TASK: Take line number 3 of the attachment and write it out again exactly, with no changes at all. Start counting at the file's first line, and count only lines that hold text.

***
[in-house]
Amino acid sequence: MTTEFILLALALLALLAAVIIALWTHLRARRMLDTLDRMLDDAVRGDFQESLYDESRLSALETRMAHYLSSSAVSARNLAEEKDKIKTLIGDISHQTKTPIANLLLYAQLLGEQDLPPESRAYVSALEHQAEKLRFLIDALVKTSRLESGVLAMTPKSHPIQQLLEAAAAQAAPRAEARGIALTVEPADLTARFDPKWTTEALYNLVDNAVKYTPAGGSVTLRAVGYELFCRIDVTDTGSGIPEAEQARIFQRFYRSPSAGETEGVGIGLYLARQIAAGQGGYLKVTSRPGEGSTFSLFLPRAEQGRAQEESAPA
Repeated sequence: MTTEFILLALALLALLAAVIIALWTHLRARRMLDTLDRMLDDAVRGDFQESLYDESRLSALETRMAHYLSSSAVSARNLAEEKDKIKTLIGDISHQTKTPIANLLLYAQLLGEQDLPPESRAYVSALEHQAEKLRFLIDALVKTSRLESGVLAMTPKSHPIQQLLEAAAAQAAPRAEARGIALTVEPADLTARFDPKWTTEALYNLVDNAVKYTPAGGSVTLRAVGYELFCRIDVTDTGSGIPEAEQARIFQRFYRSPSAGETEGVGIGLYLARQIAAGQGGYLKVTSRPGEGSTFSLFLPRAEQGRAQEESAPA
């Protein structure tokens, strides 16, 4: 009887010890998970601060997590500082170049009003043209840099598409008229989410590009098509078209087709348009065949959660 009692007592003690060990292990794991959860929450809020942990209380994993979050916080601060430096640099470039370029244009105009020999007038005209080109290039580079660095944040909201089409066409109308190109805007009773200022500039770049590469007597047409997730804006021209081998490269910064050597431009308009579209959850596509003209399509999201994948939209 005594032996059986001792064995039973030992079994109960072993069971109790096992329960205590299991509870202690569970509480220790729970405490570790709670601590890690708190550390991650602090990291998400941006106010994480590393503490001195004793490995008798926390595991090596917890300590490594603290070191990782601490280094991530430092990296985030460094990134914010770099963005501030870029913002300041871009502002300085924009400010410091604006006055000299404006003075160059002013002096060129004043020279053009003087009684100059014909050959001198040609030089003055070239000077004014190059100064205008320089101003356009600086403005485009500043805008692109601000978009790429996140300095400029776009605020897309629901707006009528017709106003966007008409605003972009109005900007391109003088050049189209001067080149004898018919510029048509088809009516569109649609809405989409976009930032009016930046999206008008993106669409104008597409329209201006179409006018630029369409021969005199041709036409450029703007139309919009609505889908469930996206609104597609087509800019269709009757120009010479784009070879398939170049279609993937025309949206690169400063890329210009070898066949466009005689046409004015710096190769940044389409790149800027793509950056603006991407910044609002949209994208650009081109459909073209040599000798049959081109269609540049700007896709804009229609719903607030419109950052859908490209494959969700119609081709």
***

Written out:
Repeated sequence: MTTEFILLALALLALLAAVIIALWTHLRARRMLDTLDRMLDDAVRGDFQESLYDESRLSALETRMAHYLSSSAVSARNLAEEKDKIKTLIGDISHQTKTPIANLLLYAQLLGEQDLPPESRAYVSALEHQAEKLRFLIDALVKTSRLESGVLAMTPKSHPIQQLLEAAAAQAAPRAEARGIALTVEPADLTARFDPKWTTEALYNLVDNAVKYTPAGGSVTLRAVGYELFCRIDVTDTGSGIPEAEQARIFQRFYRSPSAGETEGVGIGLYLARQIAAGQGGYLKVTSRPGEGSTFSLFLPRAEQGRAQEESAPA